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Differences in Etiology Affect Mefenoxam Efficacy and the Control of Pink Rot and Leak Tuber Diseases of Potato

March 2004 , Volume 88 , Number  3
Pages  301 - 307

Raymond J. Taylor , Bacilio Salas , and Neil C. Gudmestad , Department of Plant Pathology, North Dakota State University, Fargo 58105

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Accepted for publication 18 November 2003.

Data supplementing a previously published survey of North American isolates of Phytophthora erythroseptica and Pythium ultimum demonstrated that the proportion of the populations sensitive to mefenoxam remains high, 79.6 and 96.9% with EC50 sensitivities ranging from <0.01 to 0.9 µg ml-1 and <0.01 to 0.8 µg ml-1, respectively. Mefenoxam should provide control of these pathogens in most potato production areas. Factors affecting the development of pink rot and leak in potato tubers and the efficacy of mefenoxam to control these diseases with different etiologies were examined. Results confirmed that P. erythroseptica is capable of directly infecting potato tubers causing pink rot, whereas Pythium ultimum requires a wound to infect and cause leak. Mefenoxam was applied to replicated field plots as a single in-furrow application at planting, as an in-furrow application at planting followed by an additional sidedress application 3 weeks after planting, as a single foliar application when tubers were 7 to 8 mm in diameter, and as two foliar applications when the tubers were 7 to 8 mm in diameter and 14 days later. The recommended label rate plus two additional lower application rates were used with each method. For tubers challenge-inoculated after harvest, mefenoxam was found to be more effective in controlling pink rot relative to leak over all application methods. The greatest level of pink rot control (89%) was attained with the in-furrow at planting and sidedress application. All rates tested provided similar levels of control with this application method, but this method provided only a modest level of leak control (35%), and leak was not controlled by foliar applications of mefenoxam at any rate tested. In contrast, the foliar applications of mefenoxam resulted in 10 to 50% control of pink rot. Since the isolates of both pathogens were highly sensitive to me-fenoxam, disease-specific control was attributed to differences in disease etiology. Therefore, the use of mefenoxam to control pink rot in the field and storage appears to be well founded.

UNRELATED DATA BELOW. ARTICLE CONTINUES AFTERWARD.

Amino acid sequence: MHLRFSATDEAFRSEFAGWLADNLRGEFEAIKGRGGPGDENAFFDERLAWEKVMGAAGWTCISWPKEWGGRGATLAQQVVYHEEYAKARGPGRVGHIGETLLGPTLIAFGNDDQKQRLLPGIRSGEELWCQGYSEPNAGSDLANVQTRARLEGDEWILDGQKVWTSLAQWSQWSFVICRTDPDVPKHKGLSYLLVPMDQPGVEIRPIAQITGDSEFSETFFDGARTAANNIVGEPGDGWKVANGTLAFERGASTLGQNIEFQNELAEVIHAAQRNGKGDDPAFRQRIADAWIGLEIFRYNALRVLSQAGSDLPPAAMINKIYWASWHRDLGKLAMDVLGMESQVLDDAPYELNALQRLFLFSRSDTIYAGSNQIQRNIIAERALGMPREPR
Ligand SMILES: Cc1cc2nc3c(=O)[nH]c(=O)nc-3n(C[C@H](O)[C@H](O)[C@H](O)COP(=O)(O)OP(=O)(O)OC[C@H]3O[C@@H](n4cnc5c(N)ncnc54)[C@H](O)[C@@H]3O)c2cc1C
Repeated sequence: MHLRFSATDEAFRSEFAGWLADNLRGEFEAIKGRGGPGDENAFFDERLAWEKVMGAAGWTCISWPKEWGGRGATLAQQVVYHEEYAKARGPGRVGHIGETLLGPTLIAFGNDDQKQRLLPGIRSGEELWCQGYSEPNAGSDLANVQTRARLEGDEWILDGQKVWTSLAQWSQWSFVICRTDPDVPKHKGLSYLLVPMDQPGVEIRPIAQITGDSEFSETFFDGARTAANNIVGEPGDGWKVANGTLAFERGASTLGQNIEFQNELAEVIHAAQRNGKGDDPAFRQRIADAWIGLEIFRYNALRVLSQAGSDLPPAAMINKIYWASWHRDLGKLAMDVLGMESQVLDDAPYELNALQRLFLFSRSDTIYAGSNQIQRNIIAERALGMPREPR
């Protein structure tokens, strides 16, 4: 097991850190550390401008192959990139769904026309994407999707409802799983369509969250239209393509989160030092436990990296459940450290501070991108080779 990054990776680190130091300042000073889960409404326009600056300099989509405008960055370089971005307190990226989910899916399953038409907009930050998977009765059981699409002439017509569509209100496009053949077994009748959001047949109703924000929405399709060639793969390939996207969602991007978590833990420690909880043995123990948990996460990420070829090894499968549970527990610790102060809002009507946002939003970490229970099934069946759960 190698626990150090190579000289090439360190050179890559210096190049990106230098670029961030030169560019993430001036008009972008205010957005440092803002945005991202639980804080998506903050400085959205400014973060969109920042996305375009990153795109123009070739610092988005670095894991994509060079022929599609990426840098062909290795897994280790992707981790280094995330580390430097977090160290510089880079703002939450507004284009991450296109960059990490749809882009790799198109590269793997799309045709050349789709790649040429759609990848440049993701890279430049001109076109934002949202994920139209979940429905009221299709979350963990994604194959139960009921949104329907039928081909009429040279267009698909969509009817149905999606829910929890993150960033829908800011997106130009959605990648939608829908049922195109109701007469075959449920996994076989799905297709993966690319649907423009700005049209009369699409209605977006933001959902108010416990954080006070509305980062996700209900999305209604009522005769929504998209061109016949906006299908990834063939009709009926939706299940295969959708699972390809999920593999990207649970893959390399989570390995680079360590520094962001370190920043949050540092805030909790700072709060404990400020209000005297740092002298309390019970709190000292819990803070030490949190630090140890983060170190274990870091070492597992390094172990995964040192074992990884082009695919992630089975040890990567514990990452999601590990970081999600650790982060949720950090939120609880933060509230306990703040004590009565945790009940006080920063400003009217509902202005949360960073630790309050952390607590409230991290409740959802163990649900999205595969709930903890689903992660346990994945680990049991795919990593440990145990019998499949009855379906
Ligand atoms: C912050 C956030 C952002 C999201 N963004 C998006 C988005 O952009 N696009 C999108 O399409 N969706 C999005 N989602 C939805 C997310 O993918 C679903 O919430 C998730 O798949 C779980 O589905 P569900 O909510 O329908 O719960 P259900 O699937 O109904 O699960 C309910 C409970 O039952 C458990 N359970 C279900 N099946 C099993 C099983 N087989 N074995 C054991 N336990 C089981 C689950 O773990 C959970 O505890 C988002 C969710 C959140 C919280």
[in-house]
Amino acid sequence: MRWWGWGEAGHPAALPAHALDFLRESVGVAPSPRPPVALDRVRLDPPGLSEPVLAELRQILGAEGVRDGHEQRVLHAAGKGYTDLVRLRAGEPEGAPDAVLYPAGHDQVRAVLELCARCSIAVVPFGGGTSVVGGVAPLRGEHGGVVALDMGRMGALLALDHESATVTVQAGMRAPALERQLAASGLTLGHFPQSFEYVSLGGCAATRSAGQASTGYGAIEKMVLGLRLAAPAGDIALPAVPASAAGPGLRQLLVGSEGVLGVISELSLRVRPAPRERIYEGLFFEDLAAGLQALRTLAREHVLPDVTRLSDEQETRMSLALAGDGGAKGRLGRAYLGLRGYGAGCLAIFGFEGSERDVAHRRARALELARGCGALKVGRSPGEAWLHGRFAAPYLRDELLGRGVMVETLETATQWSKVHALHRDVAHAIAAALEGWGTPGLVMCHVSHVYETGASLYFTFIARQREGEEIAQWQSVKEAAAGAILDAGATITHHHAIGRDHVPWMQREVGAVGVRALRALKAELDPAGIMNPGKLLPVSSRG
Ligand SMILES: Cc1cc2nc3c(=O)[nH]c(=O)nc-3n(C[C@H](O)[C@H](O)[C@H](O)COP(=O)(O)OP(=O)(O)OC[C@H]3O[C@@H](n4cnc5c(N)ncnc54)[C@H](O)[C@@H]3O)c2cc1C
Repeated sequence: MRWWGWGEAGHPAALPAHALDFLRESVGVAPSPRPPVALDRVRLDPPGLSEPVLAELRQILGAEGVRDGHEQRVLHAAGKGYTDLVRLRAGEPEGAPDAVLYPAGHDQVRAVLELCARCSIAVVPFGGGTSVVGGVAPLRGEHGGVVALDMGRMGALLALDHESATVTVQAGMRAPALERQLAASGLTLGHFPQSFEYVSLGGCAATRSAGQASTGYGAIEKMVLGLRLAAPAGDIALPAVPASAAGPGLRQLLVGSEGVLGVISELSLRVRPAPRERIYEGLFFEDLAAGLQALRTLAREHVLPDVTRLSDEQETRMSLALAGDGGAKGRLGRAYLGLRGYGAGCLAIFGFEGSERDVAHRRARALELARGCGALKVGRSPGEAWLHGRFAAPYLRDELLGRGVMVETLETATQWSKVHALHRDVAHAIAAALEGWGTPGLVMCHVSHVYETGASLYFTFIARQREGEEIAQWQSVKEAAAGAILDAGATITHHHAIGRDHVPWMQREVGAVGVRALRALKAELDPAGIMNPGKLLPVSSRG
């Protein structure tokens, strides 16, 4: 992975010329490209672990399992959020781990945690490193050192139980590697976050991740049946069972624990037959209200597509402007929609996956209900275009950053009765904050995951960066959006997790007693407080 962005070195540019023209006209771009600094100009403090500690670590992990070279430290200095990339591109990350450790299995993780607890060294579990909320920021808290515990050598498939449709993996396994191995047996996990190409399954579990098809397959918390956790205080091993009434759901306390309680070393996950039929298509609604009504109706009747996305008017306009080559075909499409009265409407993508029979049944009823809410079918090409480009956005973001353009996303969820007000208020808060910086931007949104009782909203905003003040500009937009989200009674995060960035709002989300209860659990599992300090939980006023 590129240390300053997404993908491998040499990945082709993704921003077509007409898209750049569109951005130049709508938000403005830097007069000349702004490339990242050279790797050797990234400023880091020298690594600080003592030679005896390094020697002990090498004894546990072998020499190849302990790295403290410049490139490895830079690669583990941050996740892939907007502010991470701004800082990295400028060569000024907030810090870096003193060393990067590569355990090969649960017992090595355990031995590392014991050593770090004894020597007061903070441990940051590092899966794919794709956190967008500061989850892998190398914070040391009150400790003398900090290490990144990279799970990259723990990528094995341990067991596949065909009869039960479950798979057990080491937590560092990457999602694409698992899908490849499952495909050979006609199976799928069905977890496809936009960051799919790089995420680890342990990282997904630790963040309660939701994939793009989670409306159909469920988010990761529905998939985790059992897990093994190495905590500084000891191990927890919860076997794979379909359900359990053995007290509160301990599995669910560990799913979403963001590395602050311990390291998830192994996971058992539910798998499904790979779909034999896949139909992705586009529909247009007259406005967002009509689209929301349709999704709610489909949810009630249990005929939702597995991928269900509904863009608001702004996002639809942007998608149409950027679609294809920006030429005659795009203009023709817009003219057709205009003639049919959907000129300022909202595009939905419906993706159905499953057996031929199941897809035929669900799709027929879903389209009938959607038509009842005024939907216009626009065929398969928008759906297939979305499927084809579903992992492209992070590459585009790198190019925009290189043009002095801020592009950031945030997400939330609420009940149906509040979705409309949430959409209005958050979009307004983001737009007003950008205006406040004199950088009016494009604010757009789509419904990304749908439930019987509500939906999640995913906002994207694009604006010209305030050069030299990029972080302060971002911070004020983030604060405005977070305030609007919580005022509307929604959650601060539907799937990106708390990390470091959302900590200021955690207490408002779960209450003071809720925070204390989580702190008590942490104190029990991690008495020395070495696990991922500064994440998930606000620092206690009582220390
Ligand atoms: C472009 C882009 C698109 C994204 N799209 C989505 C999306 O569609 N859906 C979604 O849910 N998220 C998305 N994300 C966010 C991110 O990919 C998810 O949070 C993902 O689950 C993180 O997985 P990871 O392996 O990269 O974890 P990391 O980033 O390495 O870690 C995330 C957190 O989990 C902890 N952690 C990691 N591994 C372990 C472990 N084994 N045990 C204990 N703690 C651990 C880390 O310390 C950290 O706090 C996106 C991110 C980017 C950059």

Additional keywords: metalaxyl, Ridomil Gold EC, Solanum tuberosum, Ultra Flourish EC, water rot

© 2004 The American Phytopathological Society